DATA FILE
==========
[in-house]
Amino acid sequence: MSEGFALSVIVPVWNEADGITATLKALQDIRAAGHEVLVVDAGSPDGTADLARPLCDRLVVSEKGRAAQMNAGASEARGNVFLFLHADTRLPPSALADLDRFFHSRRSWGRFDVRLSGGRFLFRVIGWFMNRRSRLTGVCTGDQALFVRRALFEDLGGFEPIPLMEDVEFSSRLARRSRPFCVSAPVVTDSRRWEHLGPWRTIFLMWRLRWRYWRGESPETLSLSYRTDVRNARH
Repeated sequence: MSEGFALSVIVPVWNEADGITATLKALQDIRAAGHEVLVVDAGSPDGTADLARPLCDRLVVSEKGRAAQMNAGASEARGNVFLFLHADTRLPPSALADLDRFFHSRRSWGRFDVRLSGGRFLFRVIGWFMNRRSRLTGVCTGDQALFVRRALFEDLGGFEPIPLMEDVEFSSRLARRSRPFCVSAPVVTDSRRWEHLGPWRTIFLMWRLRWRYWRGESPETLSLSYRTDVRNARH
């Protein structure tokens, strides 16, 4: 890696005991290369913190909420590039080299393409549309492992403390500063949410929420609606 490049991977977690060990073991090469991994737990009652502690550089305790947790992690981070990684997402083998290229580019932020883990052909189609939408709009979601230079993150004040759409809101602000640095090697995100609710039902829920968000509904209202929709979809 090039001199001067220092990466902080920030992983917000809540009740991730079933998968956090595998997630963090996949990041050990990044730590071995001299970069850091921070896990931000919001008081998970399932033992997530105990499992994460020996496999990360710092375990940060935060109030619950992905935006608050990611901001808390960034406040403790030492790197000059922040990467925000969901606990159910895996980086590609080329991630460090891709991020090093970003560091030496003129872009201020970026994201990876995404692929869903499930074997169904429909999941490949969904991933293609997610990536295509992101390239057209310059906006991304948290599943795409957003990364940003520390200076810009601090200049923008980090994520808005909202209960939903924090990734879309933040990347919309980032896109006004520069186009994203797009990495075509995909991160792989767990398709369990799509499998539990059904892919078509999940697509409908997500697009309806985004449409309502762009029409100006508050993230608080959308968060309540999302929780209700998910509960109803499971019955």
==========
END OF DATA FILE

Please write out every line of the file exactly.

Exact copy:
[in-house]
Amino acid sequence: MSEGFALSVIVPVWNEADGITATLKALQDIRAAGHEVLVVDAGSPDGTADLARPLCDRLVVSEKGRAAQMNAGASEARGNVFLFLHADTRLPPSALADLDRFFHSRRSWGRFDVRLSGGRFLFRVIGWFMNRRSRLTGVCTGDQALFVRRALFEDLGGFEPIPLMEDVEFSSRLARRSRPFCVSAPVVTDSRRWEHLGPWRTIFLMWRLRWRYWRGESPETLSLSYRTDVRNARH
Repeated sequence: MSEGFALSVIVPVWNEADGITATLKALQDIRAAGHEVLVVDAGSPDGTADLARPLCDRLVVSEKGRAAQMNAGASEARGNVFLFLHADTRLPPSALADLDRFFHSRRSWGRFDVRLSGGRFLFRVIGWFMNRRSRLTGVCTGDQALFVRRALFEDLGGFEPIPLMEDVEFSSRLARRSRPFCVSAPVVTDSRRWEHLGPWRTIFLMWRLRWRYWRGESPETLSLSYRTDVRNARH
């Protein structure tokens, strides 16, 4: 890696005991290369913190909420590039080299393409549309492992403390500063949410929420609606 490049991977977690060990073991090469991994737990009652502690550089305790947790992690981070990684997402083998290229580019932020883990052909189609939408709009979601230079993150004040759409809101602000640095090697995100609710039902829920968000509904209202929709979809 090039001199001067220092990466902080920030992983917000809540009740991730079933998968956090595998997630963090996949990041050990990044730590071995001299970069850091921070896990931000919001008081998970399932033992997530105990499992994460020996496999990360710092375990940060935060109030619950992905935006608050990611901001808390960034406040403790030492790197000059922040990467925000969901606990159910895996980086590609080329991630460090891709991020090093970003560091030496003129872009201020970026994201990876995404692929869903499930074997169904429909999941490949969904991933293609997610990536295509992101390239057209310059906006991304948290599943795409957003990364940003520390200076810009601090200049923008980090994520808005909202209960939903924090990734879309933040990347919309980032896109006004520069186009994203797009990495075509995909991160792989767990398709369990799509499998539990059904892919078509999940697509409908997500697009309806985004449409309502762009029409100006508050993230608080959308968060309540999302929780209700998910509960109803499971019955």